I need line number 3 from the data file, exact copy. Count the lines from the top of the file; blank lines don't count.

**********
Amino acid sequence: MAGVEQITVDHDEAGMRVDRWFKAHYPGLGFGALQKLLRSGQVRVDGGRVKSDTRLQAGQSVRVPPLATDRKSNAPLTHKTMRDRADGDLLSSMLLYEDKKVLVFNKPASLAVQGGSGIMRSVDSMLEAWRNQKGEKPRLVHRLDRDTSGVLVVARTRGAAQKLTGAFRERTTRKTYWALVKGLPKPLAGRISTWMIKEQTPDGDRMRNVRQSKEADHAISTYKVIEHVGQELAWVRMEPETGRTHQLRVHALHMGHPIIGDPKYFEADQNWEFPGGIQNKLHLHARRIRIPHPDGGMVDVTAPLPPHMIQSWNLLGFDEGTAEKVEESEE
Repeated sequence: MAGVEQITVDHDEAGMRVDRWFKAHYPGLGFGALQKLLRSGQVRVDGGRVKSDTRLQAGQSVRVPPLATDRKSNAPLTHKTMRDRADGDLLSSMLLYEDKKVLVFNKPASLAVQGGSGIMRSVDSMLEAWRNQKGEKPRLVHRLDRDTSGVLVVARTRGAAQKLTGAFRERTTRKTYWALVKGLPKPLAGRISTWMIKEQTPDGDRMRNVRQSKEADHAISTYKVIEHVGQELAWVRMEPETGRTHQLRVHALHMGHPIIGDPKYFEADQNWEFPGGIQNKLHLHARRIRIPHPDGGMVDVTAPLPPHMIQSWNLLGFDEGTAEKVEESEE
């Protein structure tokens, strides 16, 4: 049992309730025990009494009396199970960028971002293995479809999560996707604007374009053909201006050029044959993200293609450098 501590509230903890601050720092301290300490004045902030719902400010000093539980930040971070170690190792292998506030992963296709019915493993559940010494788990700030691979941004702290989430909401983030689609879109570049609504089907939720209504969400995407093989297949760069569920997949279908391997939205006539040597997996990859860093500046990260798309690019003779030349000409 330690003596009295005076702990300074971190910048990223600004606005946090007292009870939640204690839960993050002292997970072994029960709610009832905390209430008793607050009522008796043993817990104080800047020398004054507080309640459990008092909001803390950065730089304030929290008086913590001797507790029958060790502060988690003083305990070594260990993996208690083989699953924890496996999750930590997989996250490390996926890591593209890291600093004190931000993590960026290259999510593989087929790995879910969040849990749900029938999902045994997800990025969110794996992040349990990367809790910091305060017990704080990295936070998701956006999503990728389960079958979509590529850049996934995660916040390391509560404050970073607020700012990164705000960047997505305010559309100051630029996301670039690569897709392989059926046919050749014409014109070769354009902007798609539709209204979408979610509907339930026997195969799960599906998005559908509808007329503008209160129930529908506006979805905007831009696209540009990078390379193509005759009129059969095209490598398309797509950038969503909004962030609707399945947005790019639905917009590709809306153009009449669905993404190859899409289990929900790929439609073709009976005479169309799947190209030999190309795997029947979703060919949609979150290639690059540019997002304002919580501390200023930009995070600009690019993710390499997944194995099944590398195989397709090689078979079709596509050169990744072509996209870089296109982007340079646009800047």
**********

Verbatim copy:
């Protein structure tokens, strides 16, 4: 049992309730025990009494009396199970960028971002293995479809999560996707604007374009053909201006050029044959993200293609450098 501590509230903890601050720092301290300490004045902030719902400010000093539980930040971070170690190792292998506030992963296709019915493993559940010494788990700030691979941004702290989430909401983030689609879109570049609504089907939720209504969400995407093989297949760069569920997949279908391997939205006539040597997996990859860093500046990260798309690019003779030349000409 330690003596009295005076702990300074971190910048990223600004606005946090007292009870939640204690839960993050002292997970072994029960709610009832905390209430008793607050009522008796043993817990104080800047020398004054507080309640459990008092909001803390950065730089304030929290008086913590001797507790029958060790502060988690003083305990070594260990993996208690083989699953924890496996999750930590997989996250490390996926890591593209890291600093004190931000993590960026290259999510593989087929790995879910969040849990749900029938999902045994997800990025969110794996992040349990990367809790910091305060017990704080990295936070998701956006999503990728389960079958979509590529850049996934995660916040390391509560404050970073607020700012990164705000960047997505305010559309100051630029996301670039690569897709392989059926046919050749014409014109070769354009902007798609539709209204979408979610509907339930026997195969799960599906998005559908509808007329503008209160129930529908506006979805905007831009696209540009990078390379193509005759009129059969095209490598398309797509950038969503909004962030609707399945947005790019639905917009590709809306153009009449669905993404190859899409289990929900790929439609073709009976005479169309799947190209030999190309795997029947979703060919949609979150290639690059540019997002304002919580501390200023930009995070600009690019993710390499997944194995099944590398195989397709090689078979079709596509050169990744072509996209870089296109982007340079646009800047």